If we put the same passion into supporting pregnant women as goes into preventing abortion, the result may be surprising. I look forward to the day we are praying in the streets outside of community health centers and family practice clinics insisting that they provide women’s healthcare including maternity care or that we march on Washington every year to insist that all women have paid maternity leave and affordable childcare. This week taught us one important lesson – justice must include compassion. It is inhumane to treat women seeking abortion and physicians that care for them as criminals.

I cannot find it in my heart to condemn a woman to carry the child of a rapist. I find it to be inhuman to not recognize rape as a crime that should not punish the woman by forcing her to carry the child thus being raped over every single day for nine months. I can understand the fetus as innocent, but I also understand the woman as innocent. If we ask a woman to suffer and recognize her as having equal human dignity then if she is forced to carry the child to term we must fully support her.  Certainly, we should not ask her to pay the medical bills, to forgo her education, to have anything less than the best and most nutritious food, to have a fully funded education for that child, and to provide her all the medical and mental health support she will need.

This is not an easy issue and I would never violate the teachings of my faith, but I will not ask others to abide by them. I will only encourage people to explore all the implications, consider the possibilities, and know I will never turn my back on a woman struggling with the most difficult decision of her life.


Catechism of the Catholic Church on Abortion

Abortion

2270 Human life must be respected and protected absolutely from the moment of conception. From the first moment of his existence, a human being must be recognized as having the rights of a person – among which is the inviolable right of every innocent being to life.72

Before I formed you in the womb I knew you, and before you were born I consecrated you.73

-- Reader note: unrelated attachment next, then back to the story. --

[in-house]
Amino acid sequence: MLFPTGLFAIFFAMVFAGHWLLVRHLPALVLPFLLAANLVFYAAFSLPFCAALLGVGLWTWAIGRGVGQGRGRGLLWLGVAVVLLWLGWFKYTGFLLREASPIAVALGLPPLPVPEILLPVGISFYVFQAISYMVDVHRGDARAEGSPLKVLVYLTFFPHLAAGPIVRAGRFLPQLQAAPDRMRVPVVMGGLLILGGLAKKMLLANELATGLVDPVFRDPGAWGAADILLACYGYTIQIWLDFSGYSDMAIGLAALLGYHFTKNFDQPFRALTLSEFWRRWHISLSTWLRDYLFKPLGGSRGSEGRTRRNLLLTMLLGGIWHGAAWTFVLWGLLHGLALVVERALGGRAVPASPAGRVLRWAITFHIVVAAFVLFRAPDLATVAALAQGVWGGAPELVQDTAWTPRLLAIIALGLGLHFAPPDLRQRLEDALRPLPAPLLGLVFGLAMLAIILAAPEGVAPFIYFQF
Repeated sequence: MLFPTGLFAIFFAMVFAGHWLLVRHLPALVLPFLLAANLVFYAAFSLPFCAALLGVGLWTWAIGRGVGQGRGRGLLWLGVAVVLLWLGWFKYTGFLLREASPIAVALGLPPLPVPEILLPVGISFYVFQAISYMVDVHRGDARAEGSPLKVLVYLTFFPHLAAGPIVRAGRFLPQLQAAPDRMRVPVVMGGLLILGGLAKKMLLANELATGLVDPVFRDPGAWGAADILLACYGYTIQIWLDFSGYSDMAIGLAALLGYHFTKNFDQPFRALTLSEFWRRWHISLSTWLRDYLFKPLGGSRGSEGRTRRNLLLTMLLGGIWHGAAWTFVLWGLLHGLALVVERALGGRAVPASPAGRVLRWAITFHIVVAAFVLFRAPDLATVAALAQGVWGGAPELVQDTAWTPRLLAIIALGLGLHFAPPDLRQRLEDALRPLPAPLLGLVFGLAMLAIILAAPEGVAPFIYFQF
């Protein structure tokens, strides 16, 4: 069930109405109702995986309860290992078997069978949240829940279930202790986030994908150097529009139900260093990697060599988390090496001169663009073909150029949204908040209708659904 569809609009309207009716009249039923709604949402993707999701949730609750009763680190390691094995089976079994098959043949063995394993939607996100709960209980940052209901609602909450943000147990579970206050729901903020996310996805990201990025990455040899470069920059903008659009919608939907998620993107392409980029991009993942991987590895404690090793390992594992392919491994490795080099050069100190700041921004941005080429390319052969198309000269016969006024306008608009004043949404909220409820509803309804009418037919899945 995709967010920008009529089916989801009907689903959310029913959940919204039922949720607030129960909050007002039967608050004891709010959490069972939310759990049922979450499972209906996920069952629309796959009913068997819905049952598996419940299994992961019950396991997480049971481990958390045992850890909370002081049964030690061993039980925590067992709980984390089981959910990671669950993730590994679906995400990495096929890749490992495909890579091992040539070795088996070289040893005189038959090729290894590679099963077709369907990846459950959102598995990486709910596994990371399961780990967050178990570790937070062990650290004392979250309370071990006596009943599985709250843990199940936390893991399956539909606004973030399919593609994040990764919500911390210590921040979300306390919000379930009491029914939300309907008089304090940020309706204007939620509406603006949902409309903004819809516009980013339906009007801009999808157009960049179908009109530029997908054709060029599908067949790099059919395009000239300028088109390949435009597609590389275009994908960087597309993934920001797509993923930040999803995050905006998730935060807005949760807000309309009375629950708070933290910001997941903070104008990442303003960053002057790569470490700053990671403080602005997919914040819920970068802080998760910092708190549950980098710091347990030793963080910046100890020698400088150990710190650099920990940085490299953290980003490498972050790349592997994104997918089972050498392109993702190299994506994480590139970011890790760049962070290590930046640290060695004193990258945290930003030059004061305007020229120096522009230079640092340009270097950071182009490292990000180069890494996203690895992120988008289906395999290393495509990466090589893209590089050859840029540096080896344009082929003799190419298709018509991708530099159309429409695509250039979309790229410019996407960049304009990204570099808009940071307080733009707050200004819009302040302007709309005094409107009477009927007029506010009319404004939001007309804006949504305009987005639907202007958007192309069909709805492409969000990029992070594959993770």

My frame was not hidden from you, when I was being made in secret, intricately wrought in the depths of the earth.74

2271 Since the first century the Church has affirmed the moral evil of every procured abortion. This teaching has not changed and remains unchangeable. Direct abortion, that is to say, abortion willed either as an end or a means, is gravely contrary to the moral law:

You shall not kill the embryo by abortion and shall not cause the newborn to perish.75

God, the Lord of life, has entrusted to men the noble mission of safeguarding life, and men must carry it out in a manner worthy of themselves. Life must be protected with the utmost care from the moment of conception: abortion and infanticide are abominable crimes.76

2272 Formal cooperation in an abortion constitutes a grave offense. The Church attaches the canonical penalty of excommunication to this crime against human life. “A person who procures a completed abortion incurs excommunication latae sententiae,”77“by the very commission of the offense,”78 and subject to the conditions provided by Canon Law.79 The Church does not thereby intend to restrict the scope of mercy. Rather, she makes clear the gravity of the crime committed, the irreparable harm done to the innocent who is put to death, as well as to the parents and the whole of society.

2273 The inalienable right to life of every innocent human individual is a constitutive element of a civil society and its legislation:

“The inalienable rights of the person must be recognized and respected by civil society and the political authority. These human rights depend neither on single individuals nor on parents; nor do they represent a concession made by society and the state; they belong to human nature and are inherent in the person by virtue of the creative act from which the person took his origin. Among such fundamental rights one should mention in this regard every human being’s right to life and physical integrity from the moment of conception until death.”80

“The moment a positive law deprives a category of human beings of the protection which civil legislation ought to accord them, the state is denying the equality of all before the law. When the state does not place its power at the service of the rights of each citizen, and in particular of the more vulnerable, the very foundations of a state based on law are undermined. . . . As a consequence of the respect and protection which must be ensured for the unborn child from the moment of conception, the law must provide appropriate penal sanctions for every deliberate violation of the child’s rights.”81

2274 Since it must be treated from conception as a person, the embryo must be defended in its integrity, cared for, and healed, as far as possible, like any other human being.